The Department of Health and Human Services (HHS) promotes and protects the health and well-being of all Americans and provides world leadership in biomedical and public health sciences. It does so through a diverse array of programs in basic and applied science, public health, income support, child and adolescent development, the financing of health and social services, and regulation.
Healthy individuals, families, and communities are the foundation of our nation's current and future security and prosperity. The success of this Department's programs should be measured against the objective of steady, broad-based improvements in the health of the people and communities of this country. Individual, family, and community health should be measured against a standard of well-being that includes the capacity and resources to enjoy a fulfilling and productive life. The Department's programs are in a continuous cycle of renewal and reinvention in response to changing internal and external assessments of what is working well and what needs to be improved, as well as in response to emerging needs, priorities, and opportunities. We welcome change and renewal, guided by our core commitment to be vigilant in safeguarding the nation's health and welfare and to administer with compassion and integrity the laws and programs entrusted to the Department.
Evaluations are an important source of knowledge for the process of renewal and re-invention. They provide knowledge for planning new directions and for adapting programs to meet new demands. HHS evaluations are designed to determine whether our programs and services achieve their intended results and how they can be improved. Evaluation is one of the most important tools we use to measure the success of programs in reaching and helping our customers.
Recent HHS evaluations, presented in this report, have been important in planning, budgeting, and developing legislation. For example, in 1995, the Health Care Financing Administration completed an evaluation of the Medicare Participating Heart Bypass Centers' demonstration of new approaches to cost containment. The study found negotiated package pricing helped reduce costs and improve coordination of services while maintaining quality of care. Based on the success of that demonstration, the Administration has requested new legislative authority to implement negotiated package pricing under the regular Medicare program, which should result in savings of more than $38 million annually.
Evaluation activities are also playing a major role in HHS's preparations for implementing the Government Performance and Results Act (GPRA). The Health Resources and Services Administration (HRSA) has used evaluation funds to design a system of performance measurement for assessing HRSA's program activities and outcomes. The performance measurement framework developed in this project can be used by other Federal agencies as they develop their planning strategies to implement GPRA.
Future HHS evaluations will place even greater emphasis on examining the impact of transformations in health and human services, the development of performance measures, and overall program performance improvement. A major collaboration involving Substance Abuse and Mental Health Services Administration (SAMHSA), the Centers for Disease Control and Prevention (CDC), and Office of the Secretary has developed health outcome-based performance measures for assessing the success of public health programs managed by CDC and SAMHSA. The effort involved a stakeholder outreach effort that engaged the participation of more than 1,400 individuals representing consumers; providers; State, local, and tribal officials; and program experts nationwide. A panel of technical experts at the National Academy of Sciences has refined the output of these consultations into proposed performance measures. The lessons learned in this process will underpin multiple efforts in the Department and at the State, local, and tribal level to manage programs on the basis of outcomes.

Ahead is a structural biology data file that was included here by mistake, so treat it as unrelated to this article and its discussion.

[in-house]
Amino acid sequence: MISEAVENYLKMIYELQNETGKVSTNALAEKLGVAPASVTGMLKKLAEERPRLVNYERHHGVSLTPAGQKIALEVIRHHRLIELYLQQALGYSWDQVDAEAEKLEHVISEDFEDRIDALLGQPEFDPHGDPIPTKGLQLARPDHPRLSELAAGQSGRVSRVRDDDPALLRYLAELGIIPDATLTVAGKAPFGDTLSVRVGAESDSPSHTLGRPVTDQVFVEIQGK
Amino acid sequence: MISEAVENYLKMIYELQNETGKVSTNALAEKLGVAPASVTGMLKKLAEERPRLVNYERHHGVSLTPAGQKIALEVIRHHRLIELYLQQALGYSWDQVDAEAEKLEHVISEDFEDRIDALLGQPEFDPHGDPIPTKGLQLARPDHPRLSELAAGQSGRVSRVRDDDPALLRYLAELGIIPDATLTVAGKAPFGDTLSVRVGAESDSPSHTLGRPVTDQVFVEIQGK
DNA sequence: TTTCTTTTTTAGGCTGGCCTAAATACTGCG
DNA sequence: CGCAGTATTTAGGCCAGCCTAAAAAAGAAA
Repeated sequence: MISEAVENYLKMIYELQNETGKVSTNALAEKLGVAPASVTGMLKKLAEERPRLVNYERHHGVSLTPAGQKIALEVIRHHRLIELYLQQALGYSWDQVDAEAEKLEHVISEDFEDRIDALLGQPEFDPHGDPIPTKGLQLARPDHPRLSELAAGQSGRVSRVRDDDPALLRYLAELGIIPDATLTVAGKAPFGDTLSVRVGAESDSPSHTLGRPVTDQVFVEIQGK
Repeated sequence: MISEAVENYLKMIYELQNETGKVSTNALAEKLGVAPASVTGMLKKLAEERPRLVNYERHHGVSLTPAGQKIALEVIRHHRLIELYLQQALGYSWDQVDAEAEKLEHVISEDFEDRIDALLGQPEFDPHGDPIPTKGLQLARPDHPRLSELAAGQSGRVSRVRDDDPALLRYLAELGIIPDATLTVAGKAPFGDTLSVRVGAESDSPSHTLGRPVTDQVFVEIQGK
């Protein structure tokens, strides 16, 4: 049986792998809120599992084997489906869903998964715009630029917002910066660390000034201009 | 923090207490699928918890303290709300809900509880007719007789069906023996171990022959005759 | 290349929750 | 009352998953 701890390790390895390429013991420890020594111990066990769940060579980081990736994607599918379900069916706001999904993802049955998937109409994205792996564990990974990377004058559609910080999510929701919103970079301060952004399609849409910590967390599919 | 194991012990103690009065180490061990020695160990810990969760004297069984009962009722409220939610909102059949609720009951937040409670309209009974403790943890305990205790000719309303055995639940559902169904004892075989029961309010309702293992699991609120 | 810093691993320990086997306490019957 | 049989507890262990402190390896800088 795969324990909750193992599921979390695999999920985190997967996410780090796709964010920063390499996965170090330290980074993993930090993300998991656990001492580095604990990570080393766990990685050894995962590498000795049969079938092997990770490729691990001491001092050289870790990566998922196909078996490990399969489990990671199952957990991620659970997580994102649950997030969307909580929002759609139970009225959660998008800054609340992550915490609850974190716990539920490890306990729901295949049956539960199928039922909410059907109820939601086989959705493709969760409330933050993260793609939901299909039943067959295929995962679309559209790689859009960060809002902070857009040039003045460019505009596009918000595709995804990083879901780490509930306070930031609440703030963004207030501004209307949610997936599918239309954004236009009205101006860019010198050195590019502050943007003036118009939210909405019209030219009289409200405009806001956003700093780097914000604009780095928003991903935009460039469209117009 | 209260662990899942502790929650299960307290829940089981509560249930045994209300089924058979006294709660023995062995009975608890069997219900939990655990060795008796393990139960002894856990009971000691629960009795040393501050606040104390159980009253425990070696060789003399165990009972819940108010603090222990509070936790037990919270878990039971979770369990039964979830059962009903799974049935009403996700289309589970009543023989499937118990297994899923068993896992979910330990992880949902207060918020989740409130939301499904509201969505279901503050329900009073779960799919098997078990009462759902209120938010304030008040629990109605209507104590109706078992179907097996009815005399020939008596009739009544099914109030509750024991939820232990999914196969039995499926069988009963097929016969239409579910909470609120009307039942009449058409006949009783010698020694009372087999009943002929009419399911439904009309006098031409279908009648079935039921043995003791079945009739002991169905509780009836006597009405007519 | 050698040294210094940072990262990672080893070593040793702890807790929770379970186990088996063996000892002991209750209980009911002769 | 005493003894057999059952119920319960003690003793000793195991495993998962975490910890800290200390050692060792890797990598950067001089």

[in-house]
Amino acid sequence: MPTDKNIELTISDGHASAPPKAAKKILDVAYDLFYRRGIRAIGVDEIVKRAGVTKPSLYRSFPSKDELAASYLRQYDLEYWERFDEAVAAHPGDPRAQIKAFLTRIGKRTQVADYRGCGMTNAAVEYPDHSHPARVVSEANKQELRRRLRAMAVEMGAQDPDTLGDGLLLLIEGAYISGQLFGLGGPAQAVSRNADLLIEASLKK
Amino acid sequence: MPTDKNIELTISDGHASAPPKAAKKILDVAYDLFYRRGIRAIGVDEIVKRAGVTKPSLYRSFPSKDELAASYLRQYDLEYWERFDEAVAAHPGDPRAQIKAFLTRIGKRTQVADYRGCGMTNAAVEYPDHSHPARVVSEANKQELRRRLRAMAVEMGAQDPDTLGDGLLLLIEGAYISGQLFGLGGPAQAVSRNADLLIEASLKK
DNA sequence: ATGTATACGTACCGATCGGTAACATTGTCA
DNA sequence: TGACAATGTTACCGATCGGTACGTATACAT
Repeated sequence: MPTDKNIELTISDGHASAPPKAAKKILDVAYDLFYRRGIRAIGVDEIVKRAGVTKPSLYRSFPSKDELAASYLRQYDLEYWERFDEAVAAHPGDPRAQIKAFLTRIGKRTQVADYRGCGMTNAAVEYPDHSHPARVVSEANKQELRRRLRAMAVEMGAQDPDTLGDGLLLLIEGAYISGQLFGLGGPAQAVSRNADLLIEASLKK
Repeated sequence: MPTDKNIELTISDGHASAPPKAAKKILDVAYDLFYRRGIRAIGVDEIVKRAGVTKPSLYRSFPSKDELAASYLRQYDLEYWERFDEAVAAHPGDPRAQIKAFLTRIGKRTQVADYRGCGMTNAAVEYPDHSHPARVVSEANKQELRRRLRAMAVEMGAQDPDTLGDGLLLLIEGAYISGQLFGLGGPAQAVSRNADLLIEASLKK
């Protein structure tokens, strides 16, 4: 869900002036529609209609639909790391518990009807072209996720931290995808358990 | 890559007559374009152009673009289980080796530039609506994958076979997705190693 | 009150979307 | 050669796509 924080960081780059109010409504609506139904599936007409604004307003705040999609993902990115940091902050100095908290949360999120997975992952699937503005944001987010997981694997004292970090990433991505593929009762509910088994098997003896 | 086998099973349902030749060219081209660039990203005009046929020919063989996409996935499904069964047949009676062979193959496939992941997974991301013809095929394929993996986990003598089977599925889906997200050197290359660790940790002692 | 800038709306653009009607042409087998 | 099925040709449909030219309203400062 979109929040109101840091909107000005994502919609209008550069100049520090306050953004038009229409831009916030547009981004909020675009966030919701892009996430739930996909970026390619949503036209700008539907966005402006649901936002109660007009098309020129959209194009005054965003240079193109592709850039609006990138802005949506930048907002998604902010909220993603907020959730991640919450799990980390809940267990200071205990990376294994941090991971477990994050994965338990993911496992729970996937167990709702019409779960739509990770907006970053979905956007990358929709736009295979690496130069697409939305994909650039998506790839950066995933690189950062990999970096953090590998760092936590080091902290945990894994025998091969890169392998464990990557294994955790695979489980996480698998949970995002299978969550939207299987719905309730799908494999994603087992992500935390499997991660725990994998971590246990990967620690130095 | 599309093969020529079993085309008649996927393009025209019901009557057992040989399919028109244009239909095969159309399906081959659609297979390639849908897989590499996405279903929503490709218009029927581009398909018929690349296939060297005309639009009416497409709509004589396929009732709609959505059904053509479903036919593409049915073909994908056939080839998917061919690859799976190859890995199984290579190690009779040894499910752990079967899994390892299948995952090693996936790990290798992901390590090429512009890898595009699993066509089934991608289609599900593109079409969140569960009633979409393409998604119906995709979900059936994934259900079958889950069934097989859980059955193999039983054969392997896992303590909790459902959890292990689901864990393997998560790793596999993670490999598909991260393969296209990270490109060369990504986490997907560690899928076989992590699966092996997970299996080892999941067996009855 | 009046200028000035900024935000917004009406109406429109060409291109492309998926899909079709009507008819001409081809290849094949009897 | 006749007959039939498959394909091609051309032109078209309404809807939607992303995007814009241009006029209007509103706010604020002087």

In keeping with the HHS commitment to produce quality and useful evaluations, the Department is pleased to present Performance Improvement 1996: Evaluation Activities of the U.S. Department of Health and Human Services--the first annual report documenting comprehensive evaluation efforts across all HHS agencies and offices. The report has three audiences: decisionmakers who need information on program results across the broad spectrum of health and human service activities; program managers who want to know how other service programs are operating and how performance can be improved; and the community of researchers, advocates, and practitioners who will use the program information and evaluation tools.
The report contains information on projects completed in fiscal 1995. It also provides information on HHS agency and office evaluations in progress, and future directions for evaluation.
Program Performance 1996 is organized into three chapters. Chapter I describes the organization of HHS evaluations--its activities, funding, planning and management, and future directions. Chapter II highlights the results from 11 fiscal 1995 evaluations selected for their potential application by the health and human services community. Chapter III presents the evaluation activities of the 11 HHS agencies and the Office of the Secretary, including information on their evaluation programs, evaluations completed in fiscal 1995, evaluations in progress, and future directions. A complete inventory of the 148 HHS evaluation projects completed in fiscal 1995 is provided in appendix A, and the HHS agency projects currently in progress are listed in appendix B.
We hope that you will find this report useful and informative.
Donna E. Shalala
U.S. Department of Health and Human Services
David F. Garrison
Principal Deputy Assistant Secretary for Planning and Evaluation